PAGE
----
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Computer Science Lecture 11, page 1 CS677: Distributed OS Last Class: Clock Synchronization Physical clocks Clock synchronization algorithms –Cristian’s.

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Presentation on theme: "Computer Science Lecture 11, page 1 CS677: Distributed OS Last Class: Clock Synchronization Physical clocks Clock synchronization algorithms –Cristian’s."— Presentation transcript:

1 Computer Science Lecture 11, page 1 CS677: Distributed OS Last Class: Clock Synchronization Physical clocks Clock synchronization algorithms –Cristian’s algorithm –Berkeley algorithm Logical clocks

2 Computer Science Lecture 11, page 2 CS677: Distributed OS Today: More Canonical Problems Causality –Vector timestamps Global state and termination detection Election algorithms

3 Computer Science Lecture 11, page 3 CS677: Distributed OS Causality Lamport’s logical clocks –If A -> B then C(A) < C(B) –Reverse is not true!! Nothing can be said about events by comparing time-stamps! If C(A) < C(B), then ?? Need to maintain causality –If a -> b then a is casually related to b –Causal delivery:If send(m) -> send(n) => deliver(m) -> deliver(n) –Capture causal relationships between groups of processes –Need a time-stamping mechanism such that: If T(A) < T(B) then A should have causally preceded B

4 Computer Science Lecture 11, page 4 CS677: Distributed OS Vector Clocks Each process i maintains a vector V i –V i [i] : number of events that have occurred at i –V i [j] : number of events I knows have occurred at process j Update vector clocks as follows –Local event: increment V i [I] –Send a message :piggyback entire vector V –Receipt of a message: V j [k] = max( V j [k],V i [k] ) Receiver is told about how many events the sender knows occurred at another process k Also V j [i] = V j [i]+1 Exercise: prove that if V(A)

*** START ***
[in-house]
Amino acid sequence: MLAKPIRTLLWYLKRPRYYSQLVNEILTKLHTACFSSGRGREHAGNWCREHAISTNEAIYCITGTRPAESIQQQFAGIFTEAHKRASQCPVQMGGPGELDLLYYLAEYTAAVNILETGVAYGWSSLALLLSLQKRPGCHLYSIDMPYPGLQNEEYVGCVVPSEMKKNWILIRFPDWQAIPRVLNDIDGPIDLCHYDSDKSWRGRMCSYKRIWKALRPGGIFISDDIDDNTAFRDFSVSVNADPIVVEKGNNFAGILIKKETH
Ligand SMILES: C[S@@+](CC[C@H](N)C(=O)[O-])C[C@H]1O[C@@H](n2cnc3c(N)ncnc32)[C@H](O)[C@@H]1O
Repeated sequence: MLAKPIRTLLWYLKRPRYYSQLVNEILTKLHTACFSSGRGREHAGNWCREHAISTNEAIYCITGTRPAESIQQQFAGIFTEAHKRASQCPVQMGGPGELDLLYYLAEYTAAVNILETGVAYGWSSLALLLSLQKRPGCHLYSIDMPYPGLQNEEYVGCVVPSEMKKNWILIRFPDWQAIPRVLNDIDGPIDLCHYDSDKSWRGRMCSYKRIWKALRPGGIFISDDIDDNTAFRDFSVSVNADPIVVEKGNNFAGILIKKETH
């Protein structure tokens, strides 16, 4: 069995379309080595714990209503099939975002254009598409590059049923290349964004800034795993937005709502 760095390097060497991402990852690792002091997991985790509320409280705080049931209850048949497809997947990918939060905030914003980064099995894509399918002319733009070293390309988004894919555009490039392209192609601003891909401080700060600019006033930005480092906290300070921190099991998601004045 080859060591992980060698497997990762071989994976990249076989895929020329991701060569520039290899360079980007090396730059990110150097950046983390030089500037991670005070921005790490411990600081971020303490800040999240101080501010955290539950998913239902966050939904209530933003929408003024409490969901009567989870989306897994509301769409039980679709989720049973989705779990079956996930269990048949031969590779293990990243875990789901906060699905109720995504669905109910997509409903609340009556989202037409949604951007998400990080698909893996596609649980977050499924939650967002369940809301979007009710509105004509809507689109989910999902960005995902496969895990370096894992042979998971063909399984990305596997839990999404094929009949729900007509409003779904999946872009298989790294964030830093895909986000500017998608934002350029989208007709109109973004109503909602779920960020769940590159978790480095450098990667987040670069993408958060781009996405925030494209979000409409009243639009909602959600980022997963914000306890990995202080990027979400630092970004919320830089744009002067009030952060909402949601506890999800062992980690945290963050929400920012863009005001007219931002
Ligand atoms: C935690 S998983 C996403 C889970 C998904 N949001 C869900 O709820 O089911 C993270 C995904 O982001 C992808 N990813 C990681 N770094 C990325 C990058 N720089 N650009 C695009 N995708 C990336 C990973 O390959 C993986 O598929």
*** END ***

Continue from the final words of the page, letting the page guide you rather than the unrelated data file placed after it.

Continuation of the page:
5 Computer Science Lecture 11, page 5 CS677: Distributed OS Global State Global state of a distributed system –Local state of each process –Messages sent but not received (state of the queues) Many applications need to know the state of the system –Failure recovery, distributed deadlock detection Problem: how can you figure out the state of a distributed system? –Each process is independent –No global clock or synchronization Distributed snapshot: a consistent global state

6 Computer Science Lecture 11, page 6 CS677: Distributed OS Global State (1) a)A consistent cut b)An inconsistent cut

7 Computer Science Lecture 11, page 7 CS677: Distributed OS Distributed Snapshot Algorithm Assume each process communicates with another process using unidirectional point-to-point channels (e.g, TCP connections) Any process can initiate the algorithm –Checkpoint local state –Send marker on every outgoing channel On receiving a marker –Checkpoint state if first marker and send marker on outgoing channels, save messages on all other channels until: –Subsequent marker on a channel: stop saving state for that channel